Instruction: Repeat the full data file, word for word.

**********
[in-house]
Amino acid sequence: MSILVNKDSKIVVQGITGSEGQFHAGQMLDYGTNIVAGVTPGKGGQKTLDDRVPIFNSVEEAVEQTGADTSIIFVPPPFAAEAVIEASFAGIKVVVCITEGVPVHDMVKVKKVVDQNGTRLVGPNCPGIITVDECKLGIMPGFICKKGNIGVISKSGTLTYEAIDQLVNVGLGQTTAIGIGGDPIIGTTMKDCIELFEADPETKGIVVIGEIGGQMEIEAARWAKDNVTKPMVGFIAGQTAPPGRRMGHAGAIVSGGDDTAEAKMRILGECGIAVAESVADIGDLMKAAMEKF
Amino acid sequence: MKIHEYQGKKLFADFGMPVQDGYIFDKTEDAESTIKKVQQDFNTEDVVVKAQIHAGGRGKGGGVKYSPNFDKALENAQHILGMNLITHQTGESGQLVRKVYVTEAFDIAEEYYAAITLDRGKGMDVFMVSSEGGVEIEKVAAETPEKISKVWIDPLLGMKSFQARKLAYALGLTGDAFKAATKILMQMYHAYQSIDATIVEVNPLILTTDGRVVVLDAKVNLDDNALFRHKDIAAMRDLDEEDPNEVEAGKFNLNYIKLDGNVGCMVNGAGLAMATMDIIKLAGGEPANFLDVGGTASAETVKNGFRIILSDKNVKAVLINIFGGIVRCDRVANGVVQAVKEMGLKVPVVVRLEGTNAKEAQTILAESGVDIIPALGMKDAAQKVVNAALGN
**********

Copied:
[in-house]
Amino acid sequence: MSILVNKDSKIVVQGITGSEGQFHAGQMLDYGTNIVAGVTPGKGGQKTLDDRVPIFNSVEEAVEQTGADTSIIFVPPPFAAEAVIEASFAGIKVVVCITEGVPVHDMVKVKKVVDQNGTRLVGPNCPGIITVDECKLGIMPGFICKKGNIGVISKSGTLTYEAIDQLVNVGLGQTTAIGIGGDPIIGTTMKDCIELFEADPETKGIVVIGEIGGQMEIEAARWAKDNVTKPMVGFIAGQTAPPGRRMGHAGAIVSGGDDTAEAKMRILGECGIAVAESVADIGDLMKAAMEKF
Amino acid sequence: MKIHEYQGKKLFADFGMPVQDGYIFDKTEDAESTIKKVQQDFNTEDVVVKAQIHAGGRGKGGGVKYSPNFDKALENAQHILGMNLITHQTGESGQLVRKVYVTEAFDIAEEYYAAITLDRGKGMDVFMVSSEGGVEIEKVAAETPEKISKVWIDPLLGMKSFQARKLAYALGLTGDAFKAATKILMQMYHAYQSIDATIVEVNPLILTTDGRVVVLDAKVNLDDNALFRHKDIAAMRDLDEEDPNEVEAGKFNLNYIKLDGNVGCMVNGAGLAMATMDIIKLAGGEPANFLDVGGTASAETVKNGFRIILSDKNVKAVLINIFGGIVRCDRVANGVVQAVKEMGLKVPVVVRLEGTNAKEAQTILAESGVDIIPALGMKDAAQKVVNAALGN